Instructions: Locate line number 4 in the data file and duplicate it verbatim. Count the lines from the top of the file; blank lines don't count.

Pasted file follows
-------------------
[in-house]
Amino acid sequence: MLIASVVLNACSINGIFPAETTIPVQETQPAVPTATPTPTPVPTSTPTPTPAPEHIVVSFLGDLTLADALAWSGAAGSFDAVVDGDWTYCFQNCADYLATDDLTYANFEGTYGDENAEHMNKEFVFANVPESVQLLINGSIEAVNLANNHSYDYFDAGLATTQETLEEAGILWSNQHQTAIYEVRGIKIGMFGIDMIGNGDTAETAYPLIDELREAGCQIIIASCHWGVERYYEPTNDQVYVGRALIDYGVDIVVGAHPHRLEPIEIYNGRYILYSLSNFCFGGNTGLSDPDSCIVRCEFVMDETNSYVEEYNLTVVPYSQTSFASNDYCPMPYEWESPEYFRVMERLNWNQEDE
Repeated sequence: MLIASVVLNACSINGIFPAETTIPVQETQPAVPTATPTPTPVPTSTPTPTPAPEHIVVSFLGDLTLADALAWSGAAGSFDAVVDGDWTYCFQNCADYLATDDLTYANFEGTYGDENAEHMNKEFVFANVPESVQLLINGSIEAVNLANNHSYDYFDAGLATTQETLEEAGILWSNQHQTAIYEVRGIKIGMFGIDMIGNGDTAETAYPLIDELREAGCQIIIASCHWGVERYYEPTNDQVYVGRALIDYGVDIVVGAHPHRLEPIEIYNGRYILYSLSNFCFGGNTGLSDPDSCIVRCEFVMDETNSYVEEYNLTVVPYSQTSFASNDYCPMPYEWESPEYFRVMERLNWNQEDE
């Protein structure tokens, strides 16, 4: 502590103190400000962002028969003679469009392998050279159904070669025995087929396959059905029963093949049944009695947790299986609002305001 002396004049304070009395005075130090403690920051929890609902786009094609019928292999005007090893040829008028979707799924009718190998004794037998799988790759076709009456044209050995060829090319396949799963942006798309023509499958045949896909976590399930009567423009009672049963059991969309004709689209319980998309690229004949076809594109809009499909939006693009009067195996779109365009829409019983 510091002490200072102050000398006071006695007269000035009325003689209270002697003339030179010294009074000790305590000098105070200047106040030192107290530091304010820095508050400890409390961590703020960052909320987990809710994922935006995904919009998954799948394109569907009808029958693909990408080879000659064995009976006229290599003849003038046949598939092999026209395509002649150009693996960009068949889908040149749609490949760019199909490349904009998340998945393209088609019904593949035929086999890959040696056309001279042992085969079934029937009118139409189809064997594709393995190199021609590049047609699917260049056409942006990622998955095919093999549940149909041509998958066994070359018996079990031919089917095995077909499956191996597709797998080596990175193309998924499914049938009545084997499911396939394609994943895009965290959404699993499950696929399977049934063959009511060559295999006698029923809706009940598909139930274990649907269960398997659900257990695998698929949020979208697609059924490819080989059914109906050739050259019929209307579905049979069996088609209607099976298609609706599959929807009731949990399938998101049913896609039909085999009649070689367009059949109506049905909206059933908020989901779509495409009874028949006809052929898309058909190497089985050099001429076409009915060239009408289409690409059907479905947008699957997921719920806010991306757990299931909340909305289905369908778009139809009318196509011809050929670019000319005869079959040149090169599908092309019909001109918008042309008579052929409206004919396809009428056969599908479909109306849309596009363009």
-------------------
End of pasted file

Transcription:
């Protein structure tokens, strides 16, 4: 502590103190400000962002028969003679469009392998050279159904070669025995087929396959059905029963093949049944009695947790299986609002305001 002396004049304070009395005075130090403690920051929890609902786009094609019928292999005007090893040829008028979707799924009718190998004794037998799988790759076709009456044209050995060829090319396949799963942006798309023509499958045949896909976590399930009567423009009672049963059991969309004709689209319980998309690229004949076809594109809009499909939006693009009067195996779109365009829409019983 510091002490200072102050000398006071006695007269000035009325003689209270002697003339030179010294009074000790305590000098105070200047106040030192107290530091304010820095508050400890409390961590703020960052909320987990809710994922935006995904919009998954799948394109569907009808029958693909990408080879000659064995009976006229290599003849003038046949598939092999026209395509002649150009693996960009068949889908040149749609490949760019199909490349904009998340998945393209088609019904593949035929086999890959040696056309001279042992085969079934029937009118139409189809064997594709393995190199021609590049047609699917260049056409942006990622998955095919093999549940149909041509998958066994070359018996079990031919089917095995077909499956191996597709797998080596990175193309998924499914049938009545084997499911396939394609994943895009965290959404699993499950696929399977049934063959009511060559295999006698029923809706009940598909139930274990649907269960398997659900257990695998698929949020979208697609059924490819080989059914109906050739050259019929209307579905049979069996088609209607099976298609609706599959929807009731949990399938998101049913896609039909085999009649070689367009059949109506049905909206059933908020989901779509495409009874028949006809052929898309058909190497089985050099001429076409009915060239009408289409690409059907479905947008699957997921719920806010991306757990299931909340909305289905369908778009139809009318196509011809050929670019000319005869079959040149090169599908092309019909001109918008042309008579052929409206004919396809009428056969599908479909109306849309596009363009």